On July 14, Baroness Northover, Liberal Democrat spokesperson for International Development chaired an event at the House of Lords: 'Sustainably Meeting the Global Food Crisis: Why we need to 'green' cold chains'. How to feed the world's growing population without creating unintended environmental damage was the focus of this international expert panel event.
Food security is one of the greatest challenges of our time - 800 million people go hungry every day, predominantly in developing countries. The FAO estimates that by 2050 feeding a global population of 9 billion will require a 70% increase in food production. However, ensuring that growing urban populations have access to nutritious produce at an affordable price calls for more than increased yields. It requires movement.
The successful movement of food to market is vital to producers and consumers alike. Transporting food from farm to fork is about economics as well as nutrition.
The affordability of food requires populations to have access to enough nutritional produce at a stable price. For farmers to see a return on their produce, it must retain its value in transit and be kept fresh.
The movement of perishable produce, such as fruit, vegetables, meat and fish requires an integrated chain of refrigerated transport and refrigerated storage - a cold chain.
Where cold chains are lacking worldwide, 200 million tonnes of food spoil before reaching market every year. This quantity of food, that could otherwise have been sold and consumed, represents not only nutritional loss, but also a squandering of the labour, energy, water and natural resources used in its production.
India is the world's largest producer of milk and the second largest producer of fruit and vegetables. Yet it is home to more than 25% of the world's hungry poor. While more than 40% of children under five are undernourished, a staggering $13 billion of fresh produce is wasted annually in India. The lack of a reliable, integrated cold chain across the country is a significant contributing factor to this scandalous loss of food.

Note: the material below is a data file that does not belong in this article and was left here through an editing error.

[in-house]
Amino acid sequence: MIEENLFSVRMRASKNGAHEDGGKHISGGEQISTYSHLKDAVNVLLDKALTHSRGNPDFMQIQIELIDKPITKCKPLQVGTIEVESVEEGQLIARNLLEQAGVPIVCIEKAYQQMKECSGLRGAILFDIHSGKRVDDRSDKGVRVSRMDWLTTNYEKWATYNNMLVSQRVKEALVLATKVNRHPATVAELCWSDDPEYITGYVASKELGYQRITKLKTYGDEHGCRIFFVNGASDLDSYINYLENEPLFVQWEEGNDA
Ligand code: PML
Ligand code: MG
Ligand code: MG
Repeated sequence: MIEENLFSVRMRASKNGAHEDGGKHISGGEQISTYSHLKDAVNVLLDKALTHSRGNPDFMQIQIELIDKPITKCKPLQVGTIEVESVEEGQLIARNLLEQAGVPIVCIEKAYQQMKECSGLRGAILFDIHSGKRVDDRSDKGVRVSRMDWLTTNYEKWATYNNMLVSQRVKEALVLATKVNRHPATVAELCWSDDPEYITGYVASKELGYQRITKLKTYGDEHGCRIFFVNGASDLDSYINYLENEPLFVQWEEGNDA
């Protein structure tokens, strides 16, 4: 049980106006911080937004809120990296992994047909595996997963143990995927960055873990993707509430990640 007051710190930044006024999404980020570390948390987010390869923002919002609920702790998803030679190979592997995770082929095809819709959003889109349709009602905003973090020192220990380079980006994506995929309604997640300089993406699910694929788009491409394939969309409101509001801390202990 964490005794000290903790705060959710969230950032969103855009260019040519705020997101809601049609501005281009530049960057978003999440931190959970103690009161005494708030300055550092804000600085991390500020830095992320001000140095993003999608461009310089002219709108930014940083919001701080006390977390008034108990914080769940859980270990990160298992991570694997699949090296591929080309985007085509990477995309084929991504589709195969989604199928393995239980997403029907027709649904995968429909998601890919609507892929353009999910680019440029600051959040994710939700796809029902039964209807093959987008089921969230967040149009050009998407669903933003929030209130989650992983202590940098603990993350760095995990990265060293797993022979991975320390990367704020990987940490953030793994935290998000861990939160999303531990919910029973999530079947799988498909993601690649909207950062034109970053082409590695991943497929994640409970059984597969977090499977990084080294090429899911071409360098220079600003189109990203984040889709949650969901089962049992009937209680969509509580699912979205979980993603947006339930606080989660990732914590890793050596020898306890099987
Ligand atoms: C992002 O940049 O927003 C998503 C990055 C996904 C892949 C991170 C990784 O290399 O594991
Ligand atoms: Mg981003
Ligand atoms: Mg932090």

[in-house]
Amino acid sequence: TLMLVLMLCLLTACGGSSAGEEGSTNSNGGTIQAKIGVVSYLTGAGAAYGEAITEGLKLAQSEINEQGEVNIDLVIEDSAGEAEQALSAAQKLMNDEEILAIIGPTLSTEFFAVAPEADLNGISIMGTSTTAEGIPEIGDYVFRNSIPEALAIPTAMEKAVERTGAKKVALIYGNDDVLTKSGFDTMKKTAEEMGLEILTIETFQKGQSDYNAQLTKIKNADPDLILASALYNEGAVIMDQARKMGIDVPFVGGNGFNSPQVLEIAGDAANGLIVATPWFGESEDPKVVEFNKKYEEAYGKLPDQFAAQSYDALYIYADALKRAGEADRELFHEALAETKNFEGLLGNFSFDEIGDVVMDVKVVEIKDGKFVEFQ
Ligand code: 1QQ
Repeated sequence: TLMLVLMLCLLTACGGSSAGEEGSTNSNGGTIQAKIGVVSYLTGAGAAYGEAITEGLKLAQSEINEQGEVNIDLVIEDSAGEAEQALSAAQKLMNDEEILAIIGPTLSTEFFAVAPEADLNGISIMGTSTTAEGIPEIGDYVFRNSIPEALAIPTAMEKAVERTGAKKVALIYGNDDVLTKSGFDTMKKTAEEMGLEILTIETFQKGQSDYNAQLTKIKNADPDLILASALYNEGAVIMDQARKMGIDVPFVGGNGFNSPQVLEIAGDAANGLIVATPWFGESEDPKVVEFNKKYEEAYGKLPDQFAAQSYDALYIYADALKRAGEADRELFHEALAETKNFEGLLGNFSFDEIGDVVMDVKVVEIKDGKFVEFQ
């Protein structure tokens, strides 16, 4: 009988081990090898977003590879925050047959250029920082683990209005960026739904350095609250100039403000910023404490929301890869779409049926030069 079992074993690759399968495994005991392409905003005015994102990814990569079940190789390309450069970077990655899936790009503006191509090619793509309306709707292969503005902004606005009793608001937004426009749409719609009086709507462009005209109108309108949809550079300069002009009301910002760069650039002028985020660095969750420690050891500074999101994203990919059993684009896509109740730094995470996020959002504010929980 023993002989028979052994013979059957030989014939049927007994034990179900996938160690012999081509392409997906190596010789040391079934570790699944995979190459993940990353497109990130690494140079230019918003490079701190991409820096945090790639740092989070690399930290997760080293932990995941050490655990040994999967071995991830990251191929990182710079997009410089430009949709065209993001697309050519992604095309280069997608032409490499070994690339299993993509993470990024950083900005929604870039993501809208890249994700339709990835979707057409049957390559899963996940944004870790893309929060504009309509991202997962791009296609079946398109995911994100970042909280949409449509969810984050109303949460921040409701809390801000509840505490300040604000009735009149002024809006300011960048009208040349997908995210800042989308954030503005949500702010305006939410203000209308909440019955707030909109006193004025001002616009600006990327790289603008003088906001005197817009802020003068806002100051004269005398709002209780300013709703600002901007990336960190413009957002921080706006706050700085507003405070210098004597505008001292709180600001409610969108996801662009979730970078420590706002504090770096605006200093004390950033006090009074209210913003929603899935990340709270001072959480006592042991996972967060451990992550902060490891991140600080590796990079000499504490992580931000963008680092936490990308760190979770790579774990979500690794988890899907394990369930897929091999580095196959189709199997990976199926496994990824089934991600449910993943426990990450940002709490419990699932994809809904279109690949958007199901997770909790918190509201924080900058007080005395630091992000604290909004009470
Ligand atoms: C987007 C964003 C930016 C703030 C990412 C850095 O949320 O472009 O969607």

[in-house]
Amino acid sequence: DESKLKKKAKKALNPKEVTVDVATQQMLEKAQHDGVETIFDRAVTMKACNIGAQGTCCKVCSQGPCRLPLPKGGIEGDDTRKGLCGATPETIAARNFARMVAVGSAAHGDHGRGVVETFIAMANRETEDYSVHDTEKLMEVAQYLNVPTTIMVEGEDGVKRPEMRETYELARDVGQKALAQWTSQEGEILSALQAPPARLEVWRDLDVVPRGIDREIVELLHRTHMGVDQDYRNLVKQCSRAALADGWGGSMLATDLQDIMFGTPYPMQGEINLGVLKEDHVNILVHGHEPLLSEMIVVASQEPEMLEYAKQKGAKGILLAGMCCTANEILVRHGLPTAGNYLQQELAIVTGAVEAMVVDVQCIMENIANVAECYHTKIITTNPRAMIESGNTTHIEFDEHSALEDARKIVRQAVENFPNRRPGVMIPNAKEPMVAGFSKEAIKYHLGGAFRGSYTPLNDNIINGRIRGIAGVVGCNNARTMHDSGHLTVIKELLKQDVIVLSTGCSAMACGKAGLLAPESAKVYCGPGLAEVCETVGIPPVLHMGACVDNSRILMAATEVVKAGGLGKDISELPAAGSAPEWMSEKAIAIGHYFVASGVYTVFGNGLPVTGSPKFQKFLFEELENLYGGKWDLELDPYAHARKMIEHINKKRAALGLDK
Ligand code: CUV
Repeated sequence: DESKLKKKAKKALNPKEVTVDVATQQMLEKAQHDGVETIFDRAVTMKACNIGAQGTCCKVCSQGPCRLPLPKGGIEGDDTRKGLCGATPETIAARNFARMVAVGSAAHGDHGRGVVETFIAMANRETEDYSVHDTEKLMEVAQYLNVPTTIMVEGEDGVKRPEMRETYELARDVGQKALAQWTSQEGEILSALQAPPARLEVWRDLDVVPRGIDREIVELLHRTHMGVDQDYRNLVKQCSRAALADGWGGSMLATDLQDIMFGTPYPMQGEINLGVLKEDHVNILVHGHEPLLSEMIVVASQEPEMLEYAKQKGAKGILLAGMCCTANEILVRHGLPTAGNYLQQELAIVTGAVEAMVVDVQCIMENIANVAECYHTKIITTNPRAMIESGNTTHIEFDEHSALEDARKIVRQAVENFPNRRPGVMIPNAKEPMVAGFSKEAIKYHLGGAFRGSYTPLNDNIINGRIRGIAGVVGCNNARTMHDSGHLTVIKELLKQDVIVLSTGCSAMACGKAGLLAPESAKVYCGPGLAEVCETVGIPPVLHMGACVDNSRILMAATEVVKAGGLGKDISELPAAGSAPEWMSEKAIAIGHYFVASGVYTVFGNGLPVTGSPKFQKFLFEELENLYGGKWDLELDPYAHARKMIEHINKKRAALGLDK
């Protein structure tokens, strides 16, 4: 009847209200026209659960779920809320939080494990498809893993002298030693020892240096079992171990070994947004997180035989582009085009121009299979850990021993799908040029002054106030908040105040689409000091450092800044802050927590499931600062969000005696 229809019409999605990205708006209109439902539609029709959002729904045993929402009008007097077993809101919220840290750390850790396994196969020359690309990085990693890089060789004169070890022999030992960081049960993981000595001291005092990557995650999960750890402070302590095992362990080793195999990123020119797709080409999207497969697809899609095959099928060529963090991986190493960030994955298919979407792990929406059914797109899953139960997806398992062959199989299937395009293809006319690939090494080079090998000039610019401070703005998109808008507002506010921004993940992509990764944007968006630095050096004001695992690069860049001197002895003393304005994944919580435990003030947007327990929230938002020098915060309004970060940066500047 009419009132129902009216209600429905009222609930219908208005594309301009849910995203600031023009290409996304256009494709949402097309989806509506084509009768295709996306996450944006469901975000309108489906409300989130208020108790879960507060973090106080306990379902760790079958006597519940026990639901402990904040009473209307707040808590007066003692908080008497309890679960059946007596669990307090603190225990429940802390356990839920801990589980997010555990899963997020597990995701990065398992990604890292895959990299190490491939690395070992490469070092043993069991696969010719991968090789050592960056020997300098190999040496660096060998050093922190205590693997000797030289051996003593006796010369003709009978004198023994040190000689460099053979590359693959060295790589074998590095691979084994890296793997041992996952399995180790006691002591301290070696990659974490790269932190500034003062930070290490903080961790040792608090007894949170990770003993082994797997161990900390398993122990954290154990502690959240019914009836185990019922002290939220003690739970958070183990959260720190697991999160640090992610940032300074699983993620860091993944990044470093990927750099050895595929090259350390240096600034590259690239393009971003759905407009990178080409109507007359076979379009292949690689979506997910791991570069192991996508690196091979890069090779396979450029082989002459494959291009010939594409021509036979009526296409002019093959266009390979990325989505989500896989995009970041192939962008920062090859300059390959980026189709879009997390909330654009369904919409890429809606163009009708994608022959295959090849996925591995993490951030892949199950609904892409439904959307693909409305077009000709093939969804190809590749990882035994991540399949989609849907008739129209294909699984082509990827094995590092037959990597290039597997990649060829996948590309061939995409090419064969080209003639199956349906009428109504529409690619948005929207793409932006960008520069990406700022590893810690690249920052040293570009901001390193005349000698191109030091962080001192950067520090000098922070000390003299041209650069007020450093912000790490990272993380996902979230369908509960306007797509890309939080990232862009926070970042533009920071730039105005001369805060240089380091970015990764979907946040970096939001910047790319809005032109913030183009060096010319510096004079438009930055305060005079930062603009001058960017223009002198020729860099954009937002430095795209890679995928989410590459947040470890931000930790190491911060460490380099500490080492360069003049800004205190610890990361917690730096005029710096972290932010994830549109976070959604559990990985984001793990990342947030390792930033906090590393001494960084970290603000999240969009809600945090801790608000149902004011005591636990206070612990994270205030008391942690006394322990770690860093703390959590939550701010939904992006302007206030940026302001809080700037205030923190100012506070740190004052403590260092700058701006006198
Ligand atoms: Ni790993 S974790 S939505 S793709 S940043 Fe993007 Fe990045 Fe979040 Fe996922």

Notably, there has been significant investment in cold infrastructure, and India now has the largest volume of cold storage in the world. However, storing a product for longer is futile if it cannot be transported to market without spoiling. There needs to be not only cold, but cold in motion.
The Indian National Centre for Cold-chain Development projects the need to spend more than US$20 billion on cold chain infrastructure, of which almost 50% will be needed for refrigerated transport. Currently, India's refrigerated truck fleet numbers less than 10,000 but should be nearer 180,000 to meet basic demand - to put this in perspective, the UK's fleet is 84,000 vehicles.
The growth of India's refrigerated fleet, which is vital to move food from productive rural areas to the growing cities, presents both a challenge and an opportunity.
The challenge? How to provide the cooling. Existing refrigeration units used on chilled trucks are predominantly powered by diesel, consuming up to 20% of a truck's fuel. These small engines are unregulated and disproportionately polluting, emitting many times the NOx and harmful particulates of the main truck engine.
If these diesel units were deployed across Indian then the environmental and health consequences would be severe. An additional 100,000 transport refrigeration units on India's roads would generate the same amount of particulate pollution as 2.9 million modern diesel trucks.
The opportunity? This lies in meeting the cold chain challenge with sustainable, clean technologies. This 'clean cold revolution' would enable the refrigerated fleet to forego diesel-powered refrigeration and adopt sustainable, zero-emission technology.
Commercially viable, affordable technologies, such as liquid nitrogen-powered refrigeration systems, are coming to market rapidly. These could enable a leapfrog to clean, sustainable, reliable cold chains. Clean cold chains would deliver both improved food security and better air quality.
Doubtless, increased food production has its role to play, but it is not the only answer to the question of how to feed a growing population. There is no sense in producing more food when it cannot be moved around a country, to the people who need it. What is needed is a paradigm shift to zero-emission, clean cold technologies to transport food, while retaining its nutritional and economic value.
We have to keep food moving - but we must not create an environmental disaster to prevent a social crisis.